Increased cash support for subsidy cardholders is not enough: expert

Hisham Salah
3 Min Read
The latest inflation report issued by the Central Agency for Public Agency for Public Mobilization and Statistics (CAPMAS), on 10 October, indicated that Egyptian core inflation surged by 1.7% in September, compared to 0.14% in August. (AFP File Photo)

Egypt floated its currency on Thursday, allowing it to fall from its previous peg of EGP 8.88 to the US dollar to between EGP 13 and EGP 16. This is the final push to secure the three-year International Monetary Fund (IMF) programme within days.

In another step toward securing $12bn from the IMF, the government later announced 30-47% increases in fuel prices, adding to the shock on the street as people saw their salaries drop and costs soar in the space of a day.

To reduce the impact of these tough decisions, the government announced that the cash support for subsidy cardholders would be increased to EGP 21 instead of EGP 18 monthly.

Abou Bakr Emam, head of the research department at Prime Bank Limited, thinks that this small increase is a poor effort.

He said that this cash support the government implemented would barely cover the rise in the price of sugar, not to mention the inflation that has pushed up prices of nearly every single product.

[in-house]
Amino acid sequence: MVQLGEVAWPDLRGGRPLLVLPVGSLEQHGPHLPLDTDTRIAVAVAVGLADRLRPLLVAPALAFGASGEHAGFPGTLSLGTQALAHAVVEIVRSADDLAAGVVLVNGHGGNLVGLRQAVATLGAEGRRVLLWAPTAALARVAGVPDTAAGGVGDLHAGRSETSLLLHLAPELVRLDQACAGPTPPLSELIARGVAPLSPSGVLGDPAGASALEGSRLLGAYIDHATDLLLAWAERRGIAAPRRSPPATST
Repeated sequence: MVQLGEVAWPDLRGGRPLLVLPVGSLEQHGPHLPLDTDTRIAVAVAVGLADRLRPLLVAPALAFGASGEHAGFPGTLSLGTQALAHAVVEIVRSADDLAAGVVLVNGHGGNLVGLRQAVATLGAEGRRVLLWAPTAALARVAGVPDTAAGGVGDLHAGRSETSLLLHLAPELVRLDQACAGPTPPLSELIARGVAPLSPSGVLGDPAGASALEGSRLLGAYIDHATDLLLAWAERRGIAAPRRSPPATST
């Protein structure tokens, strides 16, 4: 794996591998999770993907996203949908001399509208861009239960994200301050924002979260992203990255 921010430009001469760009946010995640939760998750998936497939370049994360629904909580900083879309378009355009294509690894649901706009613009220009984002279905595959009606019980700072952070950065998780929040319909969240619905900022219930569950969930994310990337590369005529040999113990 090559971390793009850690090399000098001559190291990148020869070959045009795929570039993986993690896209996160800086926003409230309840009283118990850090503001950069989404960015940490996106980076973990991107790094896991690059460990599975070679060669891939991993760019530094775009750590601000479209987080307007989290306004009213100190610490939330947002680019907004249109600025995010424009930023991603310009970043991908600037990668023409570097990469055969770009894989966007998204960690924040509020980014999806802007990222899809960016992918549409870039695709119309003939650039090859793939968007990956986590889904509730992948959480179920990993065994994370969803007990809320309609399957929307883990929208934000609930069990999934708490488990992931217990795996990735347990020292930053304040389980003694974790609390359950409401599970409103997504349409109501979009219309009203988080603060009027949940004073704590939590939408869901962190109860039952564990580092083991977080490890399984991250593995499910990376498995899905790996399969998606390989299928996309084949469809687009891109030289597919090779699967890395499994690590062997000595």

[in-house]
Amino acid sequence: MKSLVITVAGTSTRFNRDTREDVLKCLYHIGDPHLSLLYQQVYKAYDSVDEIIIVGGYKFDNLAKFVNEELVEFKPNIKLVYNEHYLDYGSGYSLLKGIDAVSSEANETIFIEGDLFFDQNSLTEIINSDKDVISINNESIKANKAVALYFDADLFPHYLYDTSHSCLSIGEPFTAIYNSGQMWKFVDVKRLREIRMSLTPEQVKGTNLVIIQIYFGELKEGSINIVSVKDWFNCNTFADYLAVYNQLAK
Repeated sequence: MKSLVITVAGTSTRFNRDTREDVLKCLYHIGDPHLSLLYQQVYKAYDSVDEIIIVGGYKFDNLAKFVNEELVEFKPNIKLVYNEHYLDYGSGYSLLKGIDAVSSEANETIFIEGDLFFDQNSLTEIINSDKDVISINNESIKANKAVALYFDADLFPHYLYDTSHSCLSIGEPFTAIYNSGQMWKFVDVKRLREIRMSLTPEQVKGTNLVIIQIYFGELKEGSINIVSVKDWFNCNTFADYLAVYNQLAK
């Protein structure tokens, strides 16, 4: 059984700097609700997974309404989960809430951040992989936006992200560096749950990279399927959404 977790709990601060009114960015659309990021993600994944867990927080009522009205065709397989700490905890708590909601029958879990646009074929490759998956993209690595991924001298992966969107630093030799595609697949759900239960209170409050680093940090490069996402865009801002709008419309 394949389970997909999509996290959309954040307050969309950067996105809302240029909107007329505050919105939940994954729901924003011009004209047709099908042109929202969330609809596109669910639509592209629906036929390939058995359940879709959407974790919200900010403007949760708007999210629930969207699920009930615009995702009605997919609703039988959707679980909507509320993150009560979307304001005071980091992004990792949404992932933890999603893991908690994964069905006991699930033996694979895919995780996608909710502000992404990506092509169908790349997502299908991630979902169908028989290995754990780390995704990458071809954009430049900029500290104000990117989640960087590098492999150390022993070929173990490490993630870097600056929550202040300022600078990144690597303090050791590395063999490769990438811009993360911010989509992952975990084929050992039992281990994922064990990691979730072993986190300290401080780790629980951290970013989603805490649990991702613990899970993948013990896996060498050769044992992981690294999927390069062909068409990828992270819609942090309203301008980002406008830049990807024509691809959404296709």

He believes that EGP 21 for a person is not enough for much of anything. Subsidising commodities for low-income citizens must end and be replaced by cash support, which is what the government is actually doing now but in very slow steps.

Emam added that the government must revise its ways of supporting low-income citizens, by providing for those who actually need support instead of subsidising those who don’t.

According to the state’s general budget, subsidising food commodities and bread costs the government EGP 46bn—almost 69 million citizens benefit from this.

Emam believes that the number of people not deserving of subsidies is higher than the actual number of people who need support, adding that providing for those who are truly in need would save a huge amount of money.

The government must increase the minimum wage for both the public and private sectors, Emam said.

He explained that the minimum wage of EGP 1,200 is barely enough to live on, even if citizens choose the cheapest forms of transportation and food.

The minimum wage must be no less than EGP 2,000 for any employee, Emam said. He added that the lowest wage for a good standard of living is EGP 3,000 per person.

While he realises that this is a hard thing to achieve, he emphasised that the government must hold talks with the private sector to reach a fair wage.

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